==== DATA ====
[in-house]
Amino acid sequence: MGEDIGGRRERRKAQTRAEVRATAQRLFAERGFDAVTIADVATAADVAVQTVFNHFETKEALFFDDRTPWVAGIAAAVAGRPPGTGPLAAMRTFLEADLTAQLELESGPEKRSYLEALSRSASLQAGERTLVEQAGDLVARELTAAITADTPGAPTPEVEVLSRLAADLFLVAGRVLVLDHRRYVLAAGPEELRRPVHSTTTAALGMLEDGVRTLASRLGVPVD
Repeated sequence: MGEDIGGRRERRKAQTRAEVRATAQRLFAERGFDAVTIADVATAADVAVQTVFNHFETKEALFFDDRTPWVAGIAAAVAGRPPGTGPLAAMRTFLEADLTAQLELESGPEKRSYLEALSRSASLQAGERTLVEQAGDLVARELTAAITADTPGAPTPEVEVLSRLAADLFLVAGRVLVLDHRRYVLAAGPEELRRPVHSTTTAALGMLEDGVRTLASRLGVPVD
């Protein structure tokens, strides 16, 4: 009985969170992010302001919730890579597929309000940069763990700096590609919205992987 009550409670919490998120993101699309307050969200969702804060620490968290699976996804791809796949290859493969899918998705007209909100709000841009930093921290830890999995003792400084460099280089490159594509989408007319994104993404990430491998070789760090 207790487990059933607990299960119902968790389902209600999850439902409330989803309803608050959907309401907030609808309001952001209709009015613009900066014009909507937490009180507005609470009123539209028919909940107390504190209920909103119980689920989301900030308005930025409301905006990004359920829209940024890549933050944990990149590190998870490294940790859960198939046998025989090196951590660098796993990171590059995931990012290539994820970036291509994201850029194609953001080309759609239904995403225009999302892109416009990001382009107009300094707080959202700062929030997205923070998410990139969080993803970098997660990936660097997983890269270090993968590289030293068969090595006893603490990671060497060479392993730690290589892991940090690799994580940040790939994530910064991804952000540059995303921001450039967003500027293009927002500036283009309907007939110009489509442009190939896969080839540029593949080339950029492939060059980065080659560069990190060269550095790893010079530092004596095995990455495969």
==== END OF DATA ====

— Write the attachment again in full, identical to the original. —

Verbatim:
[in-house]
Amino acid sequence: MGEDIGGRRERRKAQTRAEVRATAQRLFAERGFDAVTIADVATAADVAVQTVFNHFETKEALFFDDRTPWVAGIAAAVAGRPPGTGPLAAMRTFLEADLTAQLELESGPEKRSYLEALSRSASLQAGERTLVEQAGDLVARELTAAITADTPGAPTPEVEVLSRLAADLFLVAGRVLVLDHRRYVLAAGPEELRRPVHSTTTAALGMLEDGVRTLASRLGVPVD
Repeated sequence: MGEDIGGRRERRKAQTRAEVRATAQRLFAERGFDAVTIADVATAADVAVQTVFNHFETKEALFFDDRTPWVAGIAAAVAGRPPGTGPLAAMRTFLEADLTAQLELESGPEKRSYLEALSRSASLQAGERTLVEQAGDLVARELTAAITADTPGAPTPEVEVLSRLAADLFLVAGRVLVLDHRRYVLAAGPEELRRPVHSTTTAALGMLEDGVRTLASRLGVPVD
């Protein structure tokens, strides 16, 4: 009985969170992010302001919730890579597929309000940069763990700096590609919205992987 009550409670919490998120993101699309307050969200969702804060620490968290699976996804791809796949290859493969899918998705007209909100709000841009930093921290830890999995003792400084460099280089490159594509989408007319994104993404990430491998070789760090 207790487990059933607990299960119902968790389902209600999850439902409330989803309803608050959907309401907030609808309001952001209709009015613009900066014009909507937490009180507005609470009123539209028919909940107390504190209920909103119980689920989301900030308005930025409301905006990004359920829209940024890549933050944990990149590190998870490294940790859960198939046998025989090196951590660098796993990171590059995931990012290539994820970036291509994201850029194609953001080309759609239904995403225009999302892109416009990001382009107009300094707080959202700062929030997205923070998410990139969080993803970098997660990936660097997983890269270090993968590289030293068969090595006893603490990671060497060479392993730690290589892991940090690799994580940040790939994530910064991804952000540059995303921001450039967003500027293009927002500036283009309907007939110009489509442009190939896969080839540029593949080339950029492939060059980065080659560069990190060269550095790893010079530092004596095995990455495969």